Making a Comeback: Tiffany Style Lighting

It’s no new concept that fashion tends to recycle itself. An item that was hot in the 80s was not in the 90s, but trends seem to cycle back into queue. Interior design, lighting and all that design encompasses is no exception to the rule. Tiffany style lights have been around for more than 100 years and they seem to wax and wane in popularity throughout the decades. Currently, Tiffany light fixtures are on the rise to make a come back in 2012.

Tiffany Lighting: A Brief History

Tiffany lights have been around since the 1890s, coming into play during the Art Nouveau movement of design and culture. At the time, Art Nouveau was the modern style. It feature bold colors and patterns, so Tiffany lamps and other fixtures fit right in with the era.

The history started with a man named Louis Comfort Tiffany who started Tiffany Studios. As the business grew, Tiffany hired in many people, including Clara Driscoll, to help design and create the fixtures, which were growing immensely in demand.

Though Louis Tiffany passed away in the 1930s, Tiffany lamps have continued to wax and wane in popularity through the decades. They were at their peak of popularity during the Art Nouveau period but popularity dropped significantly after Tiffany’s death.

Eventually, Tiffany lamps regained popularity in the 1950s and demand for the authentic fixtures has been growing steadily ever since thanks to their extremely high quality materials and equally high quality craftsmanship.

Where to Find Tiffany Light Fixtures and What to Look For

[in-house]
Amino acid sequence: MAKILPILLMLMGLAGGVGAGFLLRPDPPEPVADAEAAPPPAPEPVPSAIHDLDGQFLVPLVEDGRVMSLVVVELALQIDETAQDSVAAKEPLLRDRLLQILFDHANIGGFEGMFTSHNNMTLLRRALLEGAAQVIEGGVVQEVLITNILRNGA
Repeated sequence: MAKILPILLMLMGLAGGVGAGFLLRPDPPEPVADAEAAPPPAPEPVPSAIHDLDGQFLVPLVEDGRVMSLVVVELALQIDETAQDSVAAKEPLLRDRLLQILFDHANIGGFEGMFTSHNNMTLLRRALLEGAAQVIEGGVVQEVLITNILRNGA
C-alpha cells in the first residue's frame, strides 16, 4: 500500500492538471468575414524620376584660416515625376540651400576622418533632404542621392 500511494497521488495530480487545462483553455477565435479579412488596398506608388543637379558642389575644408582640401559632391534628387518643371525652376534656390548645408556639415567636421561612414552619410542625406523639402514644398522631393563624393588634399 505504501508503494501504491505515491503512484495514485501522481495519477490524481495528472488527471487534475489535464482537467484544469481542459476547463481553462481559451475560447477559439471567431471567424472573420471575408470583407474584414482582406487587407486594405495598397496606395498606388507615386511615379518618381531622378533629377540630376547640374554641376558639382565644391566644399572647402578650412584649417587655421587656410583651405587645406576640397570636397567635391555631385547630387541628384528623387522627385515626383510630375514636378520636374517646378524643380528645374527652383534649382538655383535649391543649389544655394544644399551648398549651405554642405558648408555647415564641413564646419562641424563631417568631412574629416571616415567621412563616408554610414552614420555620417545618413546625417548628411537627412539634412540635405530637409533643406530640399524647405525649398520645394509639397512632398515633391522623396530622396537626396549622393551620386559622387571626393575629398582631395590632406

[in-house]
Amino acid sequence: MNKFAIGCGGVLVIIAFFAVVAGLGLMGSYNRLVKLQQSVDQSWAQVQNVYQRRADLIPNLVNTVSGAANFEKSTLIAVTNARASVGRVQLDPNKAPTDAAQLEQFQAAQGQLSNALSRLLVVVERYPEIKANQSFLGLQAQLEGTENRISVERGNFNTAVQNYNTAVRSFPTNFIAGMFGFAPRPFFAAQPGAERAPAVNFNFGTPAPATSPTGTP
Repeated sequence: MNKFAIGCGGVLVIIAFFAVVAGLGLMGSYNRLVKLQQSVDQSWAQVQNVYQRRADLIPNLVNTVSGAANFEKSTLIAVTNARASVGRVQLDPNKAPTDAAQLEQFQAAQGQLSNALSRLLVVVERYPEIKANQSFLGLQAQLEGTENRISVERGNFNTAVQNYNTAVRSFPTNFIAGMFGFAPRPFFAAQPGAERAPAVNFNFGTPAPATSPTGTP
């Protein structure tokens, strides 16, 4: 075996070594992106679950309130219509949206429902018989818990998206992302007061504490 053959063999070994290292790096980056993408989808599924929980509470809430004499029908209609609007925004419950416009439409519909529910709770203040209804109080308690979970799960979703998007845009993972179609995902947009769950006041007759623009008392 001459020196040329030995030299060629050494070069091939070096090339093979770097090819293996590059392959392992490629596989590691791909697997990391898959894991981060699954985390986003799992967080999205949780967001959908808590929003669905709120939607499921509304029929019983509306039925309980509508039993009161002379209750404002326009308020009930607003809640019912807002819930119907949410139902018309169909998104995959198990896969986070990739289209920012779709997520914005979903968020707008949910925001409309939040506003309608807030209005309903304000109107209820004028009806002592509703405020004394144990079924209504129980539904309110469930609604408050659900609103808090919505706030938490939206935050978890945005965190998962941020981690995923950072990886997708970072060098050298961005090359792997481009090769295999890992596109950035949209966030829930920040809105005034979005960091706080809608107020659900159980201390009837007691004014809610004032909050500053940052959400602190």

Currently, you can find Tiffany-style light fixtures just about anywhere, including various home improvement retailers, design centers, home decor stores and internet retailers. True Tiffany lamps and other fixtures are still around, but you need to be wary as there are thousands of knock-offs on the market.

Today, Tiffany refers to the style rather than the actual authentic fixtures themselves. Authentic Tiffany lamps and other fixtures were produced between the 1890s and 1930s and since so many were custom-made, it can be difficult to differentiate between an authentic and a fake.

Authentic Tiffany light fixtures feature a bronze base, though a few extremely rare (custom made, requested) pieces exist. Dealers selling “Tiffany” fixtures with a base made from anything else is more than likely to be fake. The base should also include a stamp that states “Tiffany Studios” along with a number.

After this, it can be more tricky to identify an authentic Tiffany. In fact, it may be more worthwhile to take the light fixture to a professional with experience in the fixture. Some tricks to help determine an original from a fake include asking the seller about the history of the fixture, as many are kept in families, have records of previous sales or have some form of authentication for the fixture.

In short, chances are it will be difficult to get your hands on a true, authentic Tiffany light fixture. However, that doesn’t mean that a variety of Tiffany-style light fixtures aren’t available to sooth your desire for the stylish fixtures.

Source by Emily Chadwick

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